Automated Document Conversion using Task Scheduler


The following sample uses a batch file and the Windows® Task Scheduler to set up a drop folder that will use File Conversion Center to automatically convert any documents copied into the folder to faxable TIFF images. Once the documents are converted, they and the original source files are then moved to a subfolder named using the current date and time.This sample requires File Conversion Center 6.0 Professional Edition. It uses command line options for running in silent mode that are only available in the Professional Edition.The sample is divided into two sections:
  1. The first section covers how to download the required sample files, extract them and run the batch file manually.
  2. The second section also details the steps needed to add an automated task in Task Scheduler that uses the batch file to monitor a drop folder in 10 minute intervals and convert any file copied into the folder.
Running the Batch File Manually Setting up a Drop Folder with Task Scheduler Command Line Syntax Reference

Running the Batch File Manually

This section extracts the zip file contents, copies the source documents to the appropriate folder and and manually runs the batch file.
Required Download: autoconvert.zip
The zip file contains the batch file, pre-created folders and sample documents used in the steps below. Click the link above to download the file.
  1. File Conversion Center 6.0 Professional Edition must be installed and licensed on the computer. This batch file will not work with the Standard Edition or with the product in trial mode.
  2. If you are converting Microsoft Office documents, such as Word or Excel files, Microsoft® Office XP, 2003, 2007, 2010 or 2013 needs to be installed. If you are converting Adobe® PDF documents, either Adobe® Reader, Adobe® Acrobat or GhostScript need to be installed.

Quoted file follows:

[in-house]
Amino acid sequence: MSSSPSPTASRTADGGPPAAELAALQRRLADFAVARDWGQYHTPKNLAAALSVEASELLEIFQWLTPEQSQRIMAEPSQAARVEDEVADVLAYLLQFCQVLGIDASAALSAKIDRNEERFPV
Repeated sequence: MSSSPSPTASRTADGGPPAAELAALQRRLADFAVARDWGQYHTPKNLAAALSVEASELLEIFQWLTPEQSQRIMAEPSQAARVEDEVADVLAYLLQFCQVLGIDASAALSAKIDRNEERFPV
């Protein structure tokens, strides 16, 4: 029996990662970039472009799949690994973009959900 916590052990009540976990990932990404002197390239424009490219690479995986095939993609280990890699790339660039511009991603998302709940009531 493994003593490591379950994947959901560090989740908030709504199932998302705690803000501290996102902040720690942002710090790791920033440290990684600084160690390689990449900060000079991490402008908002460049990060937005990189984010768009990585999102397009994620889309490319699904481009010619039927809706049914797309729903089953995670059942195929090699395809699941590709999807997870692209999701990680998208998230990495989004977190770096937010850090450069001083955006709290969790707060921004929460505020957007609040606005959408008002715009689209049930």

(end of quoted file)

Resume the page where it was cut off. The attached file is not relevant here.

3. Download the autoconvert.zip file to your Documents folder. This will be called My Documents if you are running Windows® XP, and Documents if you are running Windows® 10, Windows® 8, Windows® 7 or Windows Vista™.
  4. Extract the contents of the zip file by right-clicking on autoconvert.zip and selecting Extract All… from the context menu.
  5. Select a folder to copy the files into and leave Show extracted files when complete checked. Press the Extract button in the lower right to start.
  6. A window will appear showing the new folder, here named autoconvert, with the extracted contents of the zip file. The zip file contains a batch file named autoconvert.bat and three folders, INPUT, OUTPUT, and Sample Files. The Sample Files folder contains 4 sample documents to use when testing.
  7. To test the batch file, copy the files from the Sample Files folder into the INPUT folder, or if desired, use your own files. File Conversion Center can convert the following file formats:
    • Microsoft Word files (*.doc, *.docx, *.rtf, *.txt, *.wri, *.log)
    • Microsoft Excel files (*.xls, *.xlsx, *.xlw, *.xlc)
    • Microsoft PowerPoint files (*.ppt, *.pptx, *.pps)
    • HTML files (*.htm, *.html, *.shtm, *.shtml)
    • Adobe PDF files (*.pdf)
    • PostScript files (*.ps)
    • JPEG image files (*.jpg)
    • TIFF image files (*.tif)
    • Windows Bitmap image files (*.bmp)
    • ZSoft PCX and DCX image files (*.pcx, *.dcx)
    • CServe Portable Network Graphics (*.png)
    • Graphics Interchange Format (*.gif)
  8. Run the conversion by double-clicking on the batch file autoconvert.bat.
  9. A Command Prompt window will open and the batch file will launch. The batch file does the following at the beginning:
    1. finds the current directory
    2. adds File Conversion Center to the %PATH% environment variable
    3. checks for the required folders, INPUT and OUTPUT and exits if they do not exist
    4. checks for a folder named STAGING, if this folder exists, another instance of the batch file is already running and this one exits
    5. moves all files from the INPUT folder to the STAGING folder